Bill & Ted’s Excellent Adventure Is the New Standard for Historically Accurate Costumes

If you’re a history buff, then you know that there are few things more annoying than sitting down for a nice, lavish, multi-season period production, only to find that everyone’s wearing clothes from the completely wrong era. Well now, one fashion historian’s taken matters into her own hands and come up with a handy litmus test—at least for works set in the Regency era. The next time you sit down to watch something that takes place more or less between the years of 1811 and 1820, try putting it to Hilary Davidson’s Bill & Ted Test: that is, are the costumes more accurate than those in the Beethoven scene of the seminal 1989 time-travel stoner classic Bill & Ted’s Excellent Adventure?

As Davidson explains in an interview with Slate, it all started when she was wrapping up production work for her book Dress in the Age of Jane Austen and watching a lot of movies in the background. One day, while “copy editing [her] index or some tedious, tedious thing,” she put on Bill & Ted’s Excellent Adventure. And then came the scene where our titular slackers kidnap Ludwig van Beethoven.

“My eye is so attuned to Regency dress, and anyone who follows my Twitter will know that I get quite opinionated about Regency costume on-screen. I was looking at the background extras, and I suddenly paused it and went, ‘Hang on a second,'” she told the publication. “I rewound it a bit and went through it in slow motion and went, ‘You know what? This is really, really good.’ It’s a 1980s teen comedy. You don’t expect a high standard of costuming. After that, I thought, well, that’s it. That’s my benchmark. If the main characters’ costumes in a Regency production aren’t better done than the background extras’ in a 1980s teen comedy, I think you’ve failed in the costume design.”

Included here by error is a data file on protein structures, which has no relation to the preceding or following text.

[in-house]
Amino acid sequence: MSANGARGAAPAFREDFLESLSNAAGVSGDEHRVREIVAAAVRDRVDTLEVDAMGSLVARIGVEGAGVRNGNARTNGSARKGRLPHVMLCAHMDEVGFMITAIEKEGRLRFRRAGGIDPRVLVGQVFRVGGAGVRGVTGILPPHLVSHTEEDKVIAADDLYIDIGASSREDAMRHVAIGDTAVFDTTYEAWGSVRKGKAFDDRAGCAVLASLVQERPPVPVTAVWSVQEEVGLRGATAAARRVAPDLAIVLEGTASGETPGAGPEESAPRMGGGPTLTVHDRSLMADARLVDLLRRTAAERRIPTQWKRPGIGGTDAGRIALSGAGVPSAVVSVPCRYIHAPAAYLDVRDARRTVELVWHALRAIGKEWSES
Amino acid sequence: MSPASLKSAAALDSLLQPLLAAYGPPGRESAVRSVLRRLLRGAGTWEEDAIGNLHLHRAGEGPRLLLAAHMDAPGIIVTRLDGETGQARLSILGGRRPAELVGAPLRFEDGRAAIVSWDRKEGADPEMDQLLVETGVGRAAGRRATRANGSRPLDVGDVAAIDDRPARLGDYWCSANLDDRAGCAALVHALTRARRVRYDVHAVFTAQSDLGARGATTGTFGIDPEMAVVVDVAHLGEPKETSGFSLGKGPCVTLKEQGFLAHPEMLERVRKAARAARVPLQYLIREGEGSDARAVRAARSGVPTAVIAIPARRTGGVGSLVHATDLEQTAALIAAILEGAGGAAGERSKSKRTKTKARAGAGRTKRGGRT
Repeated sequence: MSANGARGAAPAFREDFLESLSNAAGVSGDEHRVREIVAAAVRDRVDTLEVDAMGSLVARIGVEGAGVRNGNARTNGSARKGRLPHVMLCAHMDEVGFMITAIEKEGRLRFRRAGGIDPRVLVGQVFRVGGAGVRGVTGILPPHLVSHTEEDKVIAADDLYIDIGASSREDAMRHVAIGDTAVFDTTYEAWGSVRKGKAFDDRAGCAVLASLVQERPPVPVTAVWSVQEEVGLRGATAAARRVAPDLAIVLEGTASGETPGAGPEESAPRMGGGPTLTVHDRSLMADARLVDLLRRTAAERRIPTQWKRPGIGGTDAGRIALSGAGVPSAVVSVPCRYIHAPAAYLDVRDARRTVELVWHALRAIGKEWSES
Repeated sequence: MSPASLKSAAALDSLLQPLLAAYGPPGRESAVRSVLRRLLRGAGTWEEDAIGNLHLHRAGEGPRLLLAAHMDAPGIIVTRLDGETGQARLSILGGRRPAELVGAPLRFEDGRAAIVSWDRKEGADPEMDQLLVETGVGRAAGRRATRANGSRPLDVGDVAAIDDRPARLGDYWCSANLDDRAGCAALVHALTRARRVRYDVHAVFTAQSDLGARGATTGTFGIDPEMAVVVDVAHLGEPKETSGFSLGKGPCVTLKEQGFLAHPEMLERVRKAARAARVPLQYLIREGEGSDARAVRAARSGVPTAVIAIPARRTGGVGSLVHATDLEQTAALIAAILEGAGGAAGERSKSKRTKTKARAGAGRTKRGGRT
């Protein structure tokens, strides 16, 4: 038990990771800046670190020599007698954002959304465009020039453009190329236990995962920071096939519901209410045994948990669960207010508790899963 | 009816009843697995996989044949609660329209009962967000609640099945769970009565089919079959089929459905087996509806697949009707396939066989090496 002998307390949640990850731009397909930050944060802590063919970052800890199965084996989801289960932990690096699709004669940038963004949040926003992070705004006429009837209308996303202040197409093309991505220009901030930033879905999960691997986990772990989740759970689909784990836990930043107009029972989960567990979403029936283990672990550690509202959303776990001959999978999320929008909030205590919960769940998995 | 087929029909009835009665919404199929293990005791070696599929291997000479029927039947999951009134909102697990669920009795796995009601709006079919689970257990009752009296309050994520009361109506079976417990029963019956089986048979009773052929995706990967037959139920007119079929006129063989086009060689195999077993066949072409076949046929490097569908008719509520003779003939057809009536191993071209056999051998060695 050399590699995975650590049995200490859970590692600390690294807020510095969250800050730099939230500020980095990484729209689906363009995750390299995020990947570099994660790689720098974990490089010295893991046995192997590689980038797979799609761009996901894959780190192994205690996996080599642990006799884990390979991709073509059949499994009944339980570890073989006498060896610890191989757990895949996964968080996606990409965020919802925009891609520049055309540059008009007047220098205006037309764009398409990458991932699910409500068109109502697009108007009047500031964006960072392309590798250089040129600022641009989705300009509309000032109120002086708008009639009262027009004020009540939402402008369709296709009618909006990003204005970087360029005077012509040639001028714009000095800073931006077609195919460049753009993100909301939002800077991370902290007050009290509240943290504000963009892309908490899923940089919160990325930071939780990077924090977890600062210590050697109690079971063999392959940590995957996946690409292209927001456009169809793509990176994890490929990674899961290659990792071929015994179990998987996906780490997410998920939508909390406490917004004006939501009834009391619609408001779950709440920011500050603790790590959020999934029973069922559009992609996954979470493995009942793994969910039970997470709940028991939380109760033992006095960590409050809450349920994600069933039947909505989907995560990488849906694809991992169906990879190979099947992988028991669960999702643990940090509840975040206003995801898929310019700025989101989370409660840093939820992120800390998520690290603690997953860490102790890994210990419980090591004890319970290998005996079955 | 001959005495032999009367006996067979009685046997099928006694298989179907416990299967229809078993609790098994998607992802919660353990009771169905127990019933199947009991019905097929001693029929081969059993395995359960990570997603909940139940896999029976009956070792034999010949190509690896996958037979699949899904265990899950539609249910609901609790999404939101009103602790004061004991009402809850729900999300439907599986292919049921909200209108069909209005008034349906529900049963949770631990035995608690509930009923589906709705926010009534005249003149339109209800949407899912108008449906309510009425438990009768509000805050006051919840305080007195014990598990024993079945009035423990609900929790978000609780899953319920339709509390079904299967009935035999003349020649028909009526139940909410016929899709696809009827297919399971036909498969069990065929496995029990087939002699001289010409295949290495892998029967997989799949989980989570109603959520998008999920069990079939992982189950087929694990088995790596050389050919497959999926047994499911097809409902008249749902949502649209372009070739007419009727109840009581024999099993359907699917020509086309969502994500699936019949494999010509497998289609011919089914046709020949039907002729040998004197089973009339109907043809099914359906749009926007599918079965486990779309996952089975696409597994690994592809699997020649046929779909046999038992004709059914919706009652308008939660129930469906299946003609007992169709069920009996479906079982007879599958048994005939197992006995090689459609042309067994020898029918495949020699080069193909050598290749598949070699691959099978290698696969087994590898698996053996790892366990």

The rest, as they say, is history (we’re so sorry). One year later, the Bill & Ted Test Twitter account was born. Jonathan Strange and Mr Norrell (pass), Persuasion (fail), the 2020 version of Emma (hard pass), 2016’s War and Peace (“FAIL—the definitive. The failest of all fails”),  Northanger Abbey (“FAIL—on styling”), Peterloo (“PASS. Good stuff—though overly beardy”), and many more have all been put in the hot seat, to varying results. Doctor Who, interestingly enough, failed (based on one episode.)

“There was an episode of Doctor Who where they put the spencer, which is the short jacket, over the pelisse, which is the long jacket, and that just makes no sense,” Davidson told Slate. “It’s like wearing your gilet [vest] on top of your puffer jacket.”

So what’s the criteria for pass/fail? (The obvious stuff is all about fabric and hair—no polyester and NO HALF-UP HAIR, EVER.) And what is the Regency Era anyway? (Technically 1811 to 1820 in Britain, but Davidson says “it’s about 1795 to about the early 1820s” if you’re more using it as a “capital phrase for the early 19th century.”) But if you really want to get into the nitty gritty (we’re talking the correct apportionment of décolletage and men’s coats not being tightly fit enough), you should definitely check out the full interview on Slate and the threads on Davidson’s Twitter.


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